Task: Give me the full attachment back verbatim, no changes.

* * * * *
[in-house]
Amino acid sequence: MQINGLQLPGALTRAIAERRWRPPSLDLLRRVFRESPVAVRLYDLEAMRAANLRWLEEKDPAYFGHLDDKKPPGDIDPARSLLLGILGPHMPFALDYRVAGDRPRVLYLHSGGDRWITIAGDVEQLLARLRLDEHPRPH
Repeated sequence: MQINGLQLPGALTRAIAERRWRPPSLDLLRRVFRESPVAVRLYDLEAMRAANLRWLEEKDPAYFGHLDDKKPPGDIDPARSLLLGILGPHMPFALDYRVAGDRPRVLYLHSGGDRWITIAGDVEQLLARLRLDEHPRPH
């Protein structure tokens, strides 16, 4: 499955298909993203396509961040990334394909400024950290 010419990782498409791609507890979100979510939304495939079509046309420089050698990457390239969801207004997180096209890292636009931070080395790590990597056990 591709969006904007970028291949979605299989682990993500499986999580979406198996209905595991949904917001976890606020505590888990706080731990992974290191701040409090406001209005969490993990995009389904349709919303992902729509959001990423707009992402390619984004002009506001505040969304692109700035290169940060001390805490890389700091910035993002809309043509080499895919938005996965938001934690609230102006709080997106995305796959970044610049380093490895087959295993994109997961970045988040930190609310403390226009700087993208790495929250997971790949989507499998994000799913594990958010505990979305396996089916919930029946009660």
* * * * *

[in-house]
Amino acid sequence: MQINGLQLPGALTRAIAERRWRPPSLDLLRRVFRESPVAVRLYDLEAMRAANLRWLEEKDPAYFGHLDDKKPPGDIDPARSLLLGILGPHMPFALDYRVAGDRPRVLYLHSGGDRWITIAGDVEQLLARLRLDEHPRPH
Repeated sequence: MQINGLQLPGALTRAIAERRWRPPSLDLLRRVFRESPVAVRLYDLEAMRAANLRWLEEKDPAYFGHLDDKKPPGDIDPARSLLLGILGPHMPFALDYRVAGDRPRVLYLHSGGDRWITIAGDVEQLLARLRLDEHPRPH
């Protein structure tokens, strides 16, 4: 499955298909993203396509961040990334394909400024950290 010419990782498409791609507890979100979510939304495939079509046309420089050698990457390239969801207004997180096209890292636009931070080395790590990597056990 591709969006904007970028291949979605299989682990993500499986999580979406198996209905595991949904917001976890606020505590888990706080731990992974290191701040409090406001209005969490993990995009389904349709919303992902729509959001990423707009992402390619984004002009506001505040969304692109700035290169940060001390805490890389700091910035993002809309043509080499895919938005996965938001934690609230102006709080997106995305796959970044610049380093490895087959295993994109997961970045988040930190609310403390226009700087993208790495929250997971790949989507499998994000799913594990958010505990979305396996089916919930029946009660």